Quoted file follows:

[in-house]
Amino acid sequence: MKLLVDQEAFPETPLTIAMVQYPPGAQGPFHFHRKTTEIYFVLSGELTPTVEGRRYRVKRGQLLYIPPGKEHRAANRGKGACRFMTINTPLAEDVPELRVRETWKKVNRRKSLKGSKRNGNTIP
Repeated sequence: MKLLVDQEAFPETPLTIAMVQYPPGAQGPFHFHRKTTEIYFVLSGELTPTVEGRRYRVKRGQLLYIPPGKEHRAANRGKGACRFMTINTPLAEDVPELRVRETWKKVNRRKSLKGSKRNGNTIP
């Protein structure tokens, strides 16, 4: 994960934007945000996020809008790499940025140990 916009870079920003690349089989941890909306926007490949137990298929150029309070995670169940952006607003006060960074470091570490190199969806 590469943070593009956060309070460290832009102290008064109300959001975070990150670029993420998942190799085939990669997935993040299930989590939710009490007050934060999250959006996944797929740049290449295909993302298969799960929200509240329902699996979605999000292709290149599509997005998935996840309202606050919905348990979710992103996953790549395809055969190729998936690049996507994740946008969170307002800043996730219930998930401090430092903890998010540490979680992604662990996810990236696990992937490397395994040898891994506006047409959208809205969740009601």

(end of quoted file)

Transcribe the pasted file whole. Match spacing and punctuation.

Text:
[in-house]
Amino acid sequence: MKLLVDQEAFPETPLTIAMVQYPPGAQGPFHFHRKTTEIYFVLSGELTPTVEGRRYRVKRGQLLYIPPGKEHRAANRGKGACRFMTINTPLAEDVPELRVRETWKKVNRRKSLKGSKRNGNTIP
Repeated sequence: MKLLVDQEAFPETPLTIAMVQYPPGAQGPFHFHRKTTEIYFVLSGELTPTVEGRRYRVKRGQLLYIPPGKEHRAANRGKGACRFMTINTPLAEDVPELRVRETWKKVNRRKSLKGSKRNGNTIP
């Protein structure tokens, strides 16, 4: 994960934007945000996020809008790499940025140990 916009870079920003690349089989941890909306926007490949137990298929150029309070995670169940952006607003006060960074470091570490190199969806 590469943070593009956060309070460290832009102290008064109300959001975070990150670029993420998942190799085939990669997935993040299930989590939710009490007050934060999250959006996944797929740049290449295909993302298969799960929200509240329902699996979605999000292709290149599509997005998935996840309202606050919905348990979710992103996953790549395809055969190729998936690049996507994740946008969170307002800043996730219930998930401090430092903890998010540490979680992604662990996810990236696990992937490397395994040898891994506006047409959208809205969740009601």